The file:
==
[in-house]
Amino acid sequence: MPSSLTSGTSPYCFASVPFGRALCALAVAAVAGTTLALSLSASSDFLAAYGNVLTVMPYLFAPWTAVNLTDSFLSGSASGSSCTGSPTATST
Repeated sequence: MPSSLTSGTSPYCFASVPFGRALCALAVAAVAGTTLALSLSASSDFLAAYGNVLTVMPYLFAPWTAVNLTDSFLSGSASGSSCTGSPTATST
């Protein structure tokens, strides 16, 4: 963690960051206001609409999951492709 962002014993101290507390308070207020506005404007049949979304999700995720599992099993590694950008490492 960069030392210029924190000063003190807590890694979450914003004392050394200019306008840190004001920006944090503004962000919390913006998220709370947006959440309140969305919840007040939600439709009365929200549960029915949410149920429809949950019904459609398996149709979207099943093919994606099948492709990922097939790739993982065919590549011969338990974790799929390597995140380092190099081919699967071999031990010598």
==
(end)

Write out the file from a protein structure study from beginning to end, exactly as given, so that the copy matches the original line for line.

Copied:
[in-house]
Amino acid sequence: MPSSLTSGTSPYCFASVPFGRALCALAVAAVAGTTLALSLSASSDFLAAYGNVLTVMPYLFAPWTAVNLTDSFLSGSASGSSCTGSPTATST
Repeated sequence: MPSSLTSGTSPYCFASVPFGRALCALAVAAVAGTTLALSLSASSDFLAAYGNVLTVMPYLFAPWTAVNLTDSFLSGSASGSSCTGSPTATST
């Protein structure tokens, strides 16, 4: 963690960051206001609409999951492709 962002014993101290507390308070207020506005404007049949979304999700995720599992099993590694950008490492 960069030392210029924190000063003190807590890694979450914003004392050394200019306008840190004001920006944090503004962000919390913006998220709370947006959440309140969305919840007040939600439709009365929200549960029915949410149920429809949950019904459609398996149709979207099943093919994606099948492709990922097939790739993982065919590549011969338990974790799929390597995140380092190099081919699967071999031990010598």